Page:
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China rebukes Nepali MPs for seeing the Dalai Lama

August 23, 2010

Phayul
August 20, 2010

Dharamsala, August 20 -- The Chinese Embassy in
Nepal’s capital Kathmandu has objected to some
Constituent Assembly (CA) members of Nepal
meeting the Tibetan leader the Dalai Lama in
Dharamsala in June, reported Nepalnews.com.

The embassy has written to Nepal’s Foreign
Ministry that the CA members' meeting with Dalai
Lama was against Nepal's One China Policy.

Madhesi Janadhikar Forum CA member Omprakash
Yadav Guljari, and Nepali Congress CA members
Harshajit Lama and Lalita Kingring had met the Tibetan leader.

NC Parliamentary Party (PP) has also asked
clarification from its CA members on the meeting
after being pressurized by the Chinese embassy.

CA member Kingring and Lama said their meeting
with the Tibetan leader was religious and not political.

Kingring said she was not wrong in meeting a
religious leader of the faith she has been
following since birth. It was sad that she had to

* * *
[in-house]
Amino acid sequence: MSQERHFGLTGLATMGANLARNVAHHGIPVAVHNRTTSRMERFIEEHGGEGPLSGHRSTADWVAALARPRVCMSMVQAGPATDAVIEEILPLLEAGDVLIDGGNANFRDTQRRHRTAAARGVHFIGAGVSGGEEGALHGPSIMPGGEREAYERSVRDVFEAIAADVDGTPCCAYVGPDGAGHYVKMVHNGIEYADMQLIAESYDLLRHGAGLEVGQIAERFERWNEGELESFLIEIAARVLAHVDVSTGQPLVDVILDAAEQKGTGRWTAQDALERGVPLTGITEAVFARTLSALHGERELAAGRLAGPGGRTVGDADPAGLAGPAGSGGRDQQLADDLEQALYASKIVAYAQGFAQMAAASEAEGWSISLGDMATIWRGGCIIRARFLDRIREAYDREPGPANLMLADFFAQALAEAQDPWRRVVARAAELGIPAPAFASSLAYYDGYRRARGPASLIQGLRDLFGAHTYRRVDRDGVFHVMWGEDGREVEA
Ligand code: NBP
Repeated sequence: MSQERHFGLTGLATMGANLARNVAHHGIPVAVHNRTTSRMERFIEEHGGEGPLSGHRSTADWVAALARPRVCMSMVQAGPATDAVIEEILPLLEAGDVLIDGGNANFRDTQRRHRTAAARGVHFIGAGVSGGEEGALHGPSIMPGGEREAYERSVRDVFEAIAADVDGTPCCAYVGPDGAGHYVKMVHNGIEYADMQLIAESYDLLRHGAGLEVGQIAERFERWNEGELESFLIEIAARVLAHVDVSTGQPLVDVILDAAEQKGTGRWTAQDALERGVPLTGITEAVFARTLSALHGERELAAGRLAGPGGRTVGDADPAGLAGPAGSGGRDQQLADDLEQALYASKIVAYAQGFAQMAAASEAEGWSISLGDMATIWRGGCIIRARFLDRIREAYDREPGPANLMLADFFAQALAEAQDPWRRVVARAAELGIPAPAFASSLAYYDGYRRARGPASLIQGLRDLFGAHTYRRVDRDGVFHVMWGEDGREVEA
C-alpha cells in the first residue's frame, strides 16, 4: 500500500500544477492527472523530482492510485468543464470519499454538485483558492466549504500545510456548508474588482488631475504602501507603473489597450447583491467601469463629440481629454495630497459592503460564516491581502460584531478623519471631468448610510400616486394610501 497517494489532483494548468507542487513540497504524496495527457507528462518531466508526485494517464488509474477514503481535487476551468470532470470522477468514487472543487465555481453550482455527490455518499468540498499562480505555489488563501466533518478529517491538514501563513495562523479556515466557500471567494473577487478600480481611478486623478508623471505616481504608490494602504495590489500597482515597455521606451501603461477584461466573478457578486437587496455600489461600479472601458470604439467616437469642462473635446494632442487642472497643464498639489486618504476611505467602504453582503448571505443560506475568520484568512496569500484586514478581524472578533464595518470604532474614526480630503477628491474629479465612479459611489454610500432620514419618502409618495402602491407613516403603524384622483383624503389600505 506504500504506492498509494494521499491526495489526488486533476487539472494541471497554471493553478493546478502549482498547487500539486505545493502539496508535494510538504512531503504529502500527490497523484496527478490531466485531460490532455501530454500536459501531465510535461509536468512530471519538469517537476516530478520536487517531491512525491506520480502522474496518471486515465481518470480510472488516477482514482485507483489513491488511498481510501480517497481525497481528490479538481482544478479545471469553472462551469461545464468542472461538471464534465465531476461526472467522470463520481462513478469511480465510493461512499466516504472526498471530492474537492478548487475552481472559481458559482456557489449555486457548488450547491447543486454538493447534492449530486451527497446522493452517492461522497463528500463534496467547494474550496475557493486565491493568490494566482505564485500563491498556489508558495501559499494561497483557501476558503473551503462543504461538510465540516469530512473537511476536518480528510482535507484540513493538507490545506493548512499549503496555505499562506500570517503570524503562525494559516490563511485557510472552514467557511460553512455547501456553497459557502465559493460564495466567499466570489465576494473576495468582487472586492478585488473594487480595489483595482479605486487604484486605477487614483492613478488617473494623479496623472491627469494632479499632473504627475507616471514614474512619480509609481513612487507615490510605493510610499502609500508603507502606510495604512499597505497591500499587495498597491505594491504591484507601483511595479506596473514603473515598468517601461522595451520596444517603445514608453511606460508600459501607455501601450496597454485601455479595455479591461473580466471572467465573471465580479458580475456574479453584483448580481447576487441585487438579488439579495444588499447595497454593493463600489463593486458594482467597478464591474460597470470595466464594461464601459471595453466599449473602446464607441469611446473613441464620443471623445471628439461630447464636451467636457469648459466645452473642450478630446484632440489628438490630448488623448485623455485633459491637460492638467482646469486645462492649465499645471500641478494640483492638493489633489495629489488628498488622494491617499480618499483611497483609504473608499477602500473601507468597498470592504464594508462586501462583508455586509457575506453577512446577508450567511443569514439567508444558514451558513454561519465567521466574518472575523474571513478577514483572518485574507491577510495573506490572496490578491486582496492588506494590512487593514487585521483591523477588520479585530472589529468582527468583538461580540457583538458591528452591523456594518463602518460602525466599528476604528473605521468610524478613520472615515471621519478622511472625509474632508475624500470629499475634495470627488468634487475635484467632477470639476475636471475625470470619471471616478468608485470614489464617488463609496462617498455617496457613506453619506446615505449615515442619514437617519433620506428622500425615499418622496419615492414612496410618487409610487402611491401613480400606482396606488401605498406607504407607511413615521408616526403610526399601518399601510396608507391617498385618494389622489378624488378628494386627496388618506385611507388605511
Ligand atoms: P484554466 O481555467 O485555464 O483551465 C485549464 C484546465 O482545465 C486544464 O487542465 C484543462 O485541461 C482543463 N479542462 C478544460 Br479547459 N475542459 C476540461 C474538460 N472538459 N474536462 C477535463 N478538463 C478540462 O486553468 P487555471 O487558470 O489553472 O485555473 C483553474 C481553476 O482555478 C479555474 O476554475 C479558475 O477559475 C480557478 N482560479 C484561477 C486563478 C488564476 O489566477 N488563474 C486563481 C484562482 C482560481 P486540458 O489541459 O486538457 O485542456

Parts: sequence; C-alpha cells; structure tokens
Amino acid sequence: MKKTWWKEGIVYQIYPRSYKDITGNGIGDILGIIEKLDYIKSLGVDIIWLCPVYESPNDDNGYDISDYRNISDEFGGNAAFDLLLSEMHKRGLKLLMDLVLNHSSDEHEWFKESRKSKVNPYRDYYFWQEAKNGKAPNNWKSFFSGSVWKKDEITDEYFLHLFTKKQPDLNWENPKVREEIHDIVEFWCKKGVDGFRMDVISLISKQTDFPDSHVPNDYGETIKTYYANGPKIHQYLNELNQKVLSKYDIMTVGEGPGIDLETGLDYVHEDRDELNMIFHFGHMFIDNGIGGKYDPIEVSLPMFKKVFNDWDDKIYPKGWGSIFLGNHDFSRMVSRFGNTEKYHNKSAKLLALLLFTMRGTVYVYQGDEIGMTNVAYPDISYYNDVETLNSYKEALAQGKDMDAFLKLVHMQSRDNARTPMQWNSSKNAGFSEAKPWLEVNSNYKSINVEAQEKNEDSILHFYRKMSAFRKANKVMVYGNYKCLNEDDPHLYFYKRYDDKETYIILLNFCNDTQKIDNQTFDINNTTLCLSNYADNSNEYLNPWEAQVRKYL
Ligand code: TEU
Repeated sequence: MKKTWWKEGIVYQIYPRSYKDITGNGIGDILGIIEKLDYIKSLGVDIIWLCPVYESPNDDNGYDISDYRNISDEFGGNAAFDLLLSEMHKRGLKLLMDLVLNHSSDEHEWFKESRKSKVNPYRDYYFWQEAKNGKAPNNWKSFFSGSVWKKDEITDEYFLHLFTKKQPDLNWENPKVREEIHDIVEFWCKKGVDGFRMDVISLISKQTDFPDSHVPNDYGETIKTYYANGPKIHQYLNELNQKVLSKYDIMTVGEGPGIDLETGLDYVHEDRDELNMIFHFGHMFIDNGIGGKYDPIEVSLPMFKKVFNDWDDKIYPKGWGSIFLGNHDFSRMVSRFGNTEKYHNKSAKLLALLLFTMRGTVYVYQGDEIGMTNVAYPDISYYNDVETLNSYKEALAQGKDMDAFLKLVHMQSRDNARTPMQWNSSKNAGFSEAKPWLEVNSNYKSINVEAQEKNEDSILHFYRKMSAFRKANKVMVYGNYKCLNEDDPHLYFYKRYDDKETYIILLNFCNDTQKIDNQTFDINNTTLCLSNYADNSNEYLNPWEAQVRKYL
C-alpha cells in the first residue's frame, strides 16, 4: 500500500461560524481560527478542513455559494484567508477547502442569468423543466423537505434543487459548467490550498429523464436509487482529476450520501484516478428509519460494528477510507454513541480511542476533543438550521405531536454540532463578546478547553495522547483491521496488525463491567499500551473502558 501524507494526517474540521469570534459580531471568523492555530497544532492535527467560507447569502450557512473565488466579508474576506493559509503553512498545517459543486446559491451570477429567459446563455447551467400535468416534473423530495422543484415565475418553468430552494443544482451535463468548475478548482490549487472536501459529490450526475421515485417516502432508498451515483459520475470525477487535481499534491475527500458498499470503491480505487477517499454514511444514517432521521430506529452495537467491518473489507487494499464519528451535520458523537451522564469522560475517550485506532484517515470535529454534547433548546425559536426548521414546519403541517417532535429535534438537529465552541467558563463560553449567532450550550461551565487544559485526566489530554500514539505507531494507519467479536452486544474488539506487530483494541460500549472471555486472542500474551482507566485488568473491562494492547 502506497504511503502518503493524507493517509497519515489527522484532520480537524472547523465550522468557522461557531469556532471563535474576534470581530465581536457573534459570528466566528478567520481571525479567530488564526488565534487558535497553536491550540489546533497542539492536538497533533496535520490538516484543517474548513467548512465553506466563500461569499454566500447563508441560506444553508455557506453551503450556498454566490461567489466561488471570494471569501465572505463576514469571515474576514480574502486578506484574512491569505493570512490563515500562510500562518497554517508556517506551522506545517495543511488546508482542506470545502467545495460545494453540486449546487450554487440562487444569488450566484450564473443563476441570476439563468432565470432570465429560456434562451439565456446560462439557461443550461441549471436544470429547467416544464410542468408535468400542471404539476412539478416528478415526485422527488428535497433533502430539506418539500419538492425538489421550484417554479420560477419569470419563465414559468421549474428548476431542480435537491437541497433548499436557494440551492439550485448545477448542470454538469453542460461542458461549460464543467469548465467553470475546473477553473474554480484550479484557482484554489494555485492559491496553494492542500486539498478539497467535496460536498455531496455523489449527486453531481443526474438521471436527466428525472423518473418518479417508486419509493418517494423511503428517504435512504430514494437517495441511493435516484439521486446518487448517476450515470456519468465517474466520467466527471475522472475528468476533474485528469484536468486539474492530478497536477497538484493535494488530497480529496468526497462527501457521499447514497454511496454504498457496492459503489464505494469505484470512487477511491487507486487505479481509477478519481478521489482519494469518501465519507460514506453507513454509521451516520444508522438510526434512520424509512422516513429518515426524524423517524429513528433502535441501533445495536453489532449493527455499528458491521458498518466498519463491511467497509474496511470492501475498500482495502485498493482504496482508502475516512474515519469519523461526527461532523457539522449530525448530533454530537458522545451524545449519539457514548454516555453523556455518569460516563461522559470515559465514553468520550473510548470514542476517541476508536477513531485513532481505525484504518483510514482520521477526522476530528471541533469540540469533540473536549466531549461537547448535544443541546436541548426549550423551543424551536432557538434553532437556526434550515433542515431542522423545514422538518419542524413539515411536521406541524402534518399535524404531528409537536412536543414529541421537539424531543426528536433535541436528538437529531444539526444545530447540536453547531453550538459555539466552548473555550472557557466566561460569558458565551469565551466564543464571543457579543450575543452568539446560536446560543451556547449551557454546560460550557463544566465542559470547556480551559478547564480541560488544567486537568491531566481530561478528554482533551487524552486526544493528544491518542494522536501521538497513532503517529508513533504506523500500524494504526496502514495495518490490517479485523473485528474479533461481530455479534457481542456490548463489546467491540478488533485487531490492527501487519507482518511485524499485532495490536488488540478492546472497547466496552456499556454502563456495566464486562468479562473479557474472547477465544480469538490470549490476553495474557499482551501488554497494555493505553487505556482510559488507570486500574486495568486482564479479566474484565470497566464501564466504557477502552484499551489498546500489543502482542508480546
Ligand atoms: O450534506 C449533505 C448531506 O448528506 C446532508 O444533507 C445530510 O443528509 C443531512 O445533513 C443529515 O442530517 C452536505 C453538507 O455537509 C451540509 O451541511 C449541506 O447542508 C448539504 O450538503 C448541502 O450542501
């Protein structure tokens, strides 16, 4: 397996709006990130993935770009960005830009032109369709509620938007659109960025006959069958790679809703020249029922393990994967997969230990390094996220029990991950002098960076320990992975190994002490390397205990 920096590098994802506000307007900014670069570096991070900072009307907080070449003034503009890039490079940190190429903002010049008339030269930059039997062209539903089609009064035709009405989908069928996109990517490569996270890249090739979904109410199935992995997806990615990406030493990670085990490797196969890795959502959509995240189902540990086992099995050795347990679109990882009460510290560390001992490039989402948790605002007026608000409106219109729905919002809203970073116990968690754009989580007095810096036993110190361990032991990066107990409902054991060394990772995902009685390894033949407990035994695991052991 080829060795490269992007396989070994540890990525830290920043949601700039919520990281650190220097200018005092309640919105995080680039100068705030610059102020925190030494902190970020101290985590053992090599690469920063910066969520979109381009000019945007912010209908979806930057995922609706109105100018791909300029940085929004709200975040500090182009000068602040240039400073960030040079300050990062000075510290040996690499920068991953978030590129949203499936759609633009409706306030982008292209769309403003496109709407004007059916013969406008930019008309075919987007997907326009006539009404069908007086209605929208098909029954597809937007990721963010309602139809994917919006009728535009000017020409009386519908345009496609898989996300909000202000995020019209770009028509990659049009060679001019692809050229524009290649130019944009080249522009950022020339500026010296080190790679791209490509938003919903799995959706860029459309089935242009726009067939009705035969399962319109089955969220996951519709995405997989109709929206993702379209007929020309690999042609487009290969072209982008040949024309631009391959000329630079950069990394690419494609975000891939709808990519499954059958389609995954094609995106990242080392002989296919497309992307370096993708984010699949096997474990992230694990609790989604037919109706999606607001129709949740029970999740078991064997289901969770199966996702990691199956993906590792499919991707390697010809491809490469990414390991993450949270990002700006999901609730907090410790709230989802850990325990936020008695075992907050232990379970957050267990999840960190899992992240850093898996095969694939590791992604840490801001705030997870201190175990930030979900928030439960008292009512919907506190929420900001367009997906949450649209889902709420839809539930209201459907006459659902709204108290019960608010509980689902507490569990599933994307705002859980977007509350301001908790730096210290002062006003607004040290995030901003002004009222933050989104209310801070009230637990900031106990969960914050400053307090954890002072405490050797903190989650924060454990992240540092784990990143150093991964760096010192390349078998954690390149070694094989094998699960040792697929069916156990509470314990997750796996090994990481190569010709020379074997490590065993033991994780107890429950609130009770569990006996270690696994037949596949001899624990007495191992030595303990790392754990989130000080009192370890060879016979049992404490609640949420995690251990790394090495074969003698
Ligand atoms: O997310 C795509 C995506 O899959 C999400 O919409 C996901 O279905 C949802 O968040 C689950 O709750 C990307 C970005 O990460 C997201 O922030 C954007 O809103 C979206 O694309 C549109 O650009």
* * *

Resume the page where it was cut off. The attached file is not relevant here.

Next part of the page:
give clarification even for meeting a religious Guru, she said.

Some journalists also were part of the delegation
of CA members that met the Dalai Lama.

China has been pressuring Nepal to adopt
stringent measures on Tibetan refugees and
raising strong objections against any activity
that it thinks support the Free Tibet movement.

The Chinese embassy was infuriated when almost a
dozen CA members met the Dalai Lama last year.

Earlier last month, Nepal banned Tibetan refugees
from celebrating Dalai Lama's 75th birthday, and
even arrested several Tibetans.

Past estimates suggest between 2,500 and 3,000
Tibetans escape Tibet and enter Nepal each year
on their way to Dharamsala, the seat of Tibetan
Government-in-Exile in north India. The number
has slowed down dramatically since 2008 after
Nepal beefed up security along its border with Tibet.

Nepal is home to about 20,000 exiled Tibetans who
began arriving in large numbers in 1959 after
their spiritual leader the Dalai Lama fled Tibet
following a failed uprising against the Chinese rule.
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